Good news for contractors, developers, and design professionals – Massachusetts’ highest court has recently confirmed that you cannot be held liable for negligent design, planning, or construction activities more than six (6) years after you finish that work. Practically speaking, this means that a homeowner cannot make you pay them to fix mistakes (such as Code violations) if the homeowner discovers that violation more than six (6) years after you complete their project.
The Supreme Judicial Court set this precedent in two (2) recent cases: Bridgwood v. A.J. Wood Constr., Inc., 480 Mass. 349 (2018), and Stearns v. Metropolitan Life Insurance Co., No. SJC-12544 (Mar. 1, 2019).
G.L. c. 260 § 2B is a statute of repose – a statute of repose establishes a time limit for a party (such as the homeowner in the example above) to file suit. The clock starts to run on the once a triggering event happens (such as the creation of Code violations). The homeowner doesn’t need to know about the violations in order to be “on the clock” for filing a suit under the statute of repose. This differs from a statute of limitations, which requires a party to file suit within a certain amount of time after they know or should have known that the contractor’s work was negligent. The distinction between a statute of repose and a statute of limitations is typically convoluted and based on the precise statutory language. However, in short, the statute of repose is a better friend to the contractor than a statute of limitations.
In Bridgwood, the SJC said that G.L. c. 260 § 2B bars a homeowner from bringing claims against a contractor for violating the Home Improvement Contractor statute (c. 142A) and the Consumer Protection statute (c. 93A) where the homeowner discovers the negligent work more than six (6) years after the contractor finished working at the home. Plaintiff Terry Bridgwood hired a contractor to renovate her home in 2000. The contractor’s electrical work was not up to Code. Twelve years later, the faulty electrical work led to a fire that caused more than $40,000.00 worth of damage to the house. The SJC held that the statute prevented the homeowner from pursuing her claims. In doing so, the Court focused on the purpose of the statute of repose – “to shield contractors from the burden of liability throughout their careers and into retirement for work that had long since been completed.”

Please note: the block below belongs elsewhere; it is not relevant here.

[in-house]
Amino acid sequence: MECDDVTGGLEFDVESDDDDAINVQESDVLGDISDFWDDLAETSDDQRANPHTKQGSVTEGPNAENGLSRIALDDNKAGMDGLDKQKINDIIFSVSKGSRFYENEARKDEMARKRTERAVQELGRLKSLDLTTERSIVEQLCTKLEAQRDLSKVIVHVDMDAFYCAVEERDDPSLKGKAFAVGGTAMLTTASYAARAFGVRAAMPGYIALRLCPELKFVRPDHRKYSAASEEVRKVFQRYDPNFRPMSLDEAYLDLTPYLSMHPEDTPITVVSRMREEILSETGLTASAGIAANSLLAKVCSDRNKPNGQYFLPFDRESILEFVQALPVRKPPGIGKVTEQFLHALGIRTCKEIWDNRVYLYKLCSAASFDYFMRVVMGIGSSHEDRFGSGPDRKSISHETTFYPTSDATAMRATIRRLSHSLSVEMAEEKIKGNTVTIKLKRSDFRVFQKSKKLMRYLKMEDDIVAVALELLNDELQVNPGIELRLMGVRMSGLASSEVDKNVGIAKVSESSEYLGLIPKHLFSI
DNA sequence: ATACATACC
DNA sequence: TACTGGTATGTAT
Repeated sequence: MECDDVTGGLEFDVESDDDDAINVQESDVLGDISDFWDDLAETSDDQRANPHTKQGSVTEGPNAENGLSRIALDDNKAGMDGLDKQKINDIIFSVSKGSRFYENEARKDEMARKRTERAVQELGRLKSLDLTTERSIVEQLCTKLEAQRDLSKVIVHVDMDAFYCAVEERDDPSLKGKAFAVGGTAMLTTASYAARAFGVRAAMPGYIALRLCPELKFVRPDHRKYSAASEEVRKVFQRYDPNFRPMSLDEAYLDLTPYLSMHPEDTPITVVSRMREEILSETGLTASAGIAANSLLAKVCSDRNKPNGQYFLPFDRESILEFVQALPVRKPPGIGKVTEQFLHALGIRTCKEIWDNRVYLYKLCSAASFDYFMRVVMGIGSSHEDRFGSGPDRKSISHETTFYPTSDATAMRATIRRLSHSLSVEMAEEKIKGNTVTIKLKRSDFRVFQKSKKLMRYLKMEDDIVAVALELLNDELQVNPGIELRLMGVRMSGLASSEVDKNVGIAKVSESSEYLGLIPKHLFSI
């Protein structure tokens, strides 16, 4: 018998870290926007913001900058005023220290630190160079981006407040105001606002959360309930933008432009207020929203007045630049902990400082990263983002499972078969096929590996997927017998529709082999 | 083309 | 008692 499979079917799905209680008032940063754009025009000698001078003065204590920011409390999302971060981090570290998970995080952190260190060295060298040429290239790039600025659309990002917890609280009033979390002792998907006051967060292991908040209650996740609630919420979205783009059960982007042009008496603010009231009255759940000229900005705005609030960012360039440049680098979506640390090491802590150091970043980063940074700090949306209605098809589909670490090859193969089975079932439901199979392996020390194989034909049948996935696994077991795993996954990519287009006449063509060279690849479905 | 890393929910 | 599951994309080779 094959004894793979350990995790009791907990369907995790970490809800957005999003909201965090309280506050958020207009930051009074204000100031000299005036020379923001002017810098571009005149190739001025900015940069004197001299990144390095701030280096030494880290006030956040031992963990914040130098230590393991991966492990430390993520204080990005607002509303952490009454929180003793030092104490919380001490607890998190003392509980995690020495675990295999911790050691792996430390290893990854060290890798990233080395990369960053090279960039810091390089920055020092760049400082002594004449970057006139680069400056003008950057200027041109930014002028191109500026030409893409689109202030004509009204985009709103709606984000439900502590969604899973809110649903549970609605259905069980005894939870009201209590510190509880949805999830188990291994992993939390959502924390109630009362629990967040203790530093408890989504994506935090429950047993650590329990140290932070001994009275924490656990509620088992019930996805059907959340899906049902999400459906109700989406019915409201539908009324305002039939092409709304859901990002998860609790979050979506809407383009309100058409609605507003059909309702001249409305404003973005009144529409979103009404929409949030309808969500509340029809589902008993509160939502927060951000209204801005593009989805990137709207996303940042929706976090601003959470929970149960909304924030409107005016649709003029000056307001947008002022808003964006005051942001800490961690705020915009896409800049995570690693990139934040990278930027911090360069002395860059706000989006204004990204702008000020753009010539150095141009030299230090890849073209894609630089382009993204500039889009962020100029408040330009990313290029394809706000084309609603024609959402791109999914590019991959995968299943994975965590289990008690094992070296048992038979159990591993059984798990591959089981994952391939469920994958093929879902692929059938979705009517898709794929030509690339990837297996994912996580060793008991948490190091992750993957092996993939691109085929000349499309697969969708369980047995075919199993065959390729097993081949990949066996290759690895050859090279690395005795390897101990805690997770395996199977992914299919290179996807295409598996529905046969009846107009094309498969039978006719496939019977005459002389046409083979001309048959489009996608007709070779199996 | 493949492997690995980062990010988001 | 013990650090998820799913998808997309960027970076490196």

Just six months later, the SJC applied a similar line of reasoning in determining that a mesothelioma plaintiff could not pursue a claim against a contractor because the mesothelioma was not diagnosed until almost forty years after the plaintiff was allegedly exposed to asbestos by the defendant contractor. Stearns v. Metropolitan Life Insurance Co., No. SJC-12544 (Mar. 1, 2019). The Court held that:
“[c]onsistent with our precedent, we conclude that § 2B completely eliminates all tort claims arising out of any deficiency or neglect in the design, planning, construction, or general administration of an improvement to real property after the established time period has run, even if the cause of action arises from a disease with an extended latency period and even if a defendant had knowing control of the instrumentality of injury at the time of exposure. In so doing, we recognize that, considering the latency period for asbestos-related illnesses, this will have the regrettable effect of barring all or nearly all tort claims arising from negligence in the use or handling of asbestos in construction-related suits. Nonetheless, the appropriate recourse is in the Legislature, not this court.”
The SJC’s recent decisions have made this statute of repose one of the most effective tools for contractors in combatting litigation. Expect to see this become a more common defense in litigation involving homeowners.
(Written by Attorney Thomas Orr)